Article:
In this lesson students identify parts of a microscope, use a microscope to examine banana cells, tomato cells and onion cells and learn the function of a stain when using a microscope.
Introduce the microscope by showing students an example. Ask students how much bigger things look under a microscope.
- Students identify parts of a microscope by completing the worksheet Colour the microscope parts.
- Play ‘Simon says’ with the microscope. Arrange students in pairs with each pair at a microscope (if numbers allow). Ask students to place a finger on various parts of the microscope when the teacher says ‘Simon says touch the ____.’ If the teacher does not say ‘Simon says’ first, then the students should not move their finger. If the student touches the incorrect part of the microscope or if they move their finger without a ‘Simon says’, then they must sit down. The winner is the student left standing at the end.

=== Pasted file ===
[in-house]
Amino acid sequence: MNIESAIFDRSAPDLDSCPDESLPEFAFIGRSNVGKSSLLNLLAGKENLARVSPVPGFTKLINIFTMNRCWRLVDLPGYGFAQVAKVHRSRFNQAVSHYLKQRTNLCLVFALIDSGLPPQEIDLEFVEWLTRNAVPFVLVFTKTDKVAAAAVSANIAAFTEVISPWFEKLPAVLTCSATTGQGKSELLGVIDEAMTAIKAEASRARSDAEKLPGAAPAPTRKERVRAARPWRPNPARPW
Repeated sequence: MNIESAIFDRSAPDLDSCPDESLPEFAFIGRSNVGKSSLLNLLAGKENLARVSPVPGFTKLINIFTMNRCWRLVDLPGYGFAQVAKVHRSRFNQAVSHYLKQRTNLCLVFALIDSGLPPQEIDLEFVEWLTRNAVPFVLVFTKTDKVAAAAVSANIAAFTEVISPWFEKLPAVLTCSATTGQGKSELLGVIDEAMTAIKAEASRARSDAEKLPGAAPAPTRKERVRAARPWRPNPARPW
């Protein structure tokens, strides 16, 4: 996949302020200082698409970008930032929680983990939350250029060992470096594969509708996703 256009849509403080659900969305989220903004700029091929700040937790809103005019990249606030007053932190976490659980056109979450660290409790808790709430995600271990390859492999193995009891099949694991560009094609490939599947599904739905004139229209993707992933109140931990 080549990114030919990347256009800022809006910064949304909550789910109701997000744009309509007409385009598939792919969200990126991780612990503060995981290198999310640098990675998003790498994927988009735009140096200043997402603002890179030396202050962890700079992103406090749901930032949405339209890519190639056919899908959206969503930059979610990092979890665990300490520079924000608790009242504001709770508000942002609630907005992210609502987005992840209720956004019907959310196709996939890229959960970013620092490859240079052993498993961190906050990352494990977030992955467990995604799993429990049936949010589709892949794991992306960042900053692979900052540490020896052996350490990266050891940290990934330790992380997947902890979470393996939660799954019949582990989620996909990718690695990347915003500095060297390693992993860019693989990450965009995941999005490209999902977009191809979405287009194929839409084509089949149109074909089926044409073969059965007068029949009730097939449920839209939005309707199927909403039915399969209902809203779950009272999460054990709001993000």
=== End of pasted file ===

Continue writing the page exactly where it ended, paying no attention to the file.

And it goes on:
- Complete the practical activity Using a microscope.
- Watch the video Onion skin epidermal cells: how to prepare a wet mount microscope slide.
- Ask students to prepare a wet mount slide of onion cells and examine these cells under the microscope without any stain. Ask students what the onion cells look like.
- Instruct students to gently add iodine to the onion slide and re-examine the cells. Ask students what difference they see. Ask the students to draw just three cells. Students will be tempted to draw a brick-like arrangement. Limiting the number of cells drawn can prevent this.
Teacher note: If students are unfamiliar with the procedure for staining of cells direct them to watch the short video How to stain a slide.
Discuss with students why scientists might use different types of stains when examining cells.